I was walking past a second hand store today and they had a stack of the old scrolls in the window and I couldn’t help buy a few. In a little homage to my father, I’ve tried making a little book out of one. I cut down the slip cover it came in to make the covers of the book, and I cut up the scroll itself for the paper. The paper was harder to work with than I thought it would be. It’s quite tough paper and has a real spring to it, and having been rolled up tight for years, it just won’t lie flat. I wasn’t sure how the paper would take ink, but I did a little test and was pleasantly surprised at how well it performed.
In the end I have a nice little book.
I have enough material to make a few more out of this batch of scrolls, so I’m sure my technique will improve.
I haven’t been very happy with the finish process I’ve been using for the wooden covered books. It’s too slow, and I’m not satisfied with the results.
Considering that I want people to handle the books, I feel that they should withstand a reasonable amount of wear and tear. I don’t think that shellac is suitable since it doesn’t handle moisture very well and wet or sweaty hands could adversely affect it.
So I was using a commercial varnish, but it had a very gloss finish which felt plasticy. I would then spend a while burning the surface with wax and steel wool to knock back the shine. It was just too time consuming and fiddly.
Somebody recommended Osmo finishes and it was love at first application. This stuff can be rubbed on like an oil. A few thin coats (I’ve been using 4 coats on the books) and it builds up a beautiful matt finish which should be hard wearing. After all, this stuff is sold for use on flooring, and if there’s a harder wearing surface than a floor with all it’s foot traffic, I’d like to know about it.
I’ve actually resurfaced our dining table with the stuff and it no only looks great, but seems to be holding up really well too.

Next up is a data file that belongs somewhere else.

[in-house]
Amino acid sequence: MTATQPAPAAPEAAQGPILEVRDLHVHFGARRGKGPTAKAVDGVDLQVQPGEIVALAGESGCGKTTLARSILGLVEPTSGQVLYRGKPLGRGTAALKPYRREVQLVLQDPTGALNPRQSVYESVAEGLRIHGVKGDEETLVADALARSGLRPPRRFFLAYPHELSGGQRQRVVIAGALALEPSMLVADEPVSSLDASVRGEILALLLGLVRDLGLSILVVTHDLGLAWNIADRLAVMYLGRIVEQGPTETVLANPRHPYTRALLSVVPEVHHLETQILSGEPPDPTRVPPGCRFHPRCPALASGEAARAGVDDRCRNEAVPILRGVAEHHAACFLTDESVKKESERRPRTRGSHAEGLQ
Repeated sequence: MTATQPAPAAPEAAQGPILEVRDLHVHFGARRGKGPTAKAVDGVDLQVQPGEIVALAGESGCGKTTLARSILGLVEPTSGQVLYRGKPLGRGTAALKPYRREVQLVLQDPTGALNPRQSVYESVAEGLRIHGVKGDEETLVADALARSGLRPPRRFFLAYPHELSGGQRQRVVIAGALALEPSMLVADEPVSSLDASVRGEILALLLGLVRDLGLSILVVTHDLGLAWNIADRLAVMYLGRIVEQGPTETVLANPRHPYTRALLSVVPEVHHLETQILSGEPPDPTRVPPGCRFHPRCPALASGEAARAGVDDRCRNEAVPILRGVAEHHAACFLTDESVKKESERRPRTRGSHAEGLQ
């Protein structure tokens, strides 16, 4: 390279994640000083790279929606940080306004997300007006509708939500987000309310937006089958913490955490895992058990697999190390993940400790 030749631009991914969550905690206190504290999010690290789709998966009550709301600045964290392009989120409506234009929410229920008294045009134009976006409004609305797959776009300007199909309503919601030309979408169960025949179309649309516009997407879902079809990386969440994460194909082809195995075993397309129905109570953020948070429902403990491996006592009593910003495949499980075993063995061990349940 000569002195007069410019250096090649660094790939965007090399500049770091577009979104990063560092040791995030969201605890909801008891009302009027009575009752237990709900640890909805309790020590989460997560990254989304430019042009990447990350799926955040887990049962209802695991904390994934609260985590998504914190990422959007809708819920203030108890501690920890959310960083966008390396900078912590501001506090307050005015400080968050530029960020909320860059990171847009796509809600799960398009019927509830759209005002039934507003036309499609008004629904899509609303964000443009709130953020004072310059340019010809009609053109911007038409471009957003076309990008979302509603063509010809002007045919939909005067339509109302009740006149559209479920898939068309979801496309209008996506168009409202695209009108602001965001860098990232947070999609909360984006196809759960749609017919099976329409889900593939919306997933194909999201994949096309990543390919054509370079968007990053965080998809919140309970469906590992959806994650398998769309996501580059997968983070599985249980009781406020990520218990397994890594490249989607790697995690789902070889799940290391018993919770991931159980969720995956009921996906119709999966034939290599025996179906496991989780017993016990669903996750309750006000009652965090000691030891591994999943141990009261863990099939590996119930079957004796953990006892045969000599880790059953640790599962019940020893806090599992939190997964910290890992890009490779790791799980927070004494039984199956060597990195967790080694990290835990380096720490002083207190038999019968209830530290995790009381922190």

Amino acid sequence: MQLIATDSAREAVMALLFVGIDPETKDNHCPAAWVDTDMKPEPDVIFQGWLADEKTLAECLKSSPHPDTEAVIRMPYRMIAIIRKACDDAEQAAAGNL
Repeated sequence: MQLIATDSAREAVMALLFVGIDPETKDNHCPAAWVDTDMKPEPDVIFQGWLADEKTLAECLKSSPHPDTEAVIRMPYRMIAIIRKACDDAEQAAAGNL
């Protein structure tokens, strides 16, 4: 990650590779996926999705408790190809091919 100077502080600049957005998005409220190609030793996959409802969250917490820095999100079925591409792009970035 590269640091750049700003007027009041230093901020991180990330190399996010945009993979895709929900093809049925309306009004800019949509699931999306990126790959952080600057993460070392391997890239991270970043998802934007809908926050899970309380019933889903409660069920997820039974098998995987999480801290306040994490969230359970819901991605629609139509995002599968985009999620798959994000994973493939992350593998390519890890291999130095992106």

I made two test books using the Osmo finish. I got two different Osmo oil to try, one being a clear matt finish, and the other has a slight milky look. I mucked up my test books and mixed up the batches, putting one coat of each product on each book, but they still came out looking great. I’ve since done another batch of books with just the clear matt and they look great.
While I enjoyed the show (and the lemon filled donuts 🙂 ), I was disappointed there weren’t more art books there, and I mean books as art, not books about art. Since starting down this road of discovering book binding, I’ve gone from seeing book binding as just a craft, to discovering that bookbinding can also be a form of art. I don’t really consider the binding I do as art (although I’d love to get to that point), but I have seen online, and at the San Francisco Centre of the Book, some amazing examples of where books are the medium of expression.
The NGV Art Book Fair I went to today was mainly about books whose subject was art or artists. There were also local publishers and printers who are producing books for artists, and I was happy to see there were so many. In fact it was great to see so much enthusiasm for books and physical printing on paper (as opposed to the web) in general.
The wood I split way back when, has finished drying and I made some books from it. This is still cypress, but it’s a lighter coloured version (more sap wood perhaps?). It doesn’t feel as dense either. It’s still nice to work with though.
I also played around a little with the surface texture of the books. I mainly used a fairly flat gouge for the previous covers, perhaps using a smaller gouge for some highlight or detail work. But with this batch, I did a couple completely with the narrow gouge and it leaves a great textured finish. The texture of the books is always important to me. They don’t just have to look good, but they have to feel good in the hand. If I close my eyes and just use my hands, I want to still enjoy what I’m holding, and I think I achieve that with this batch of books.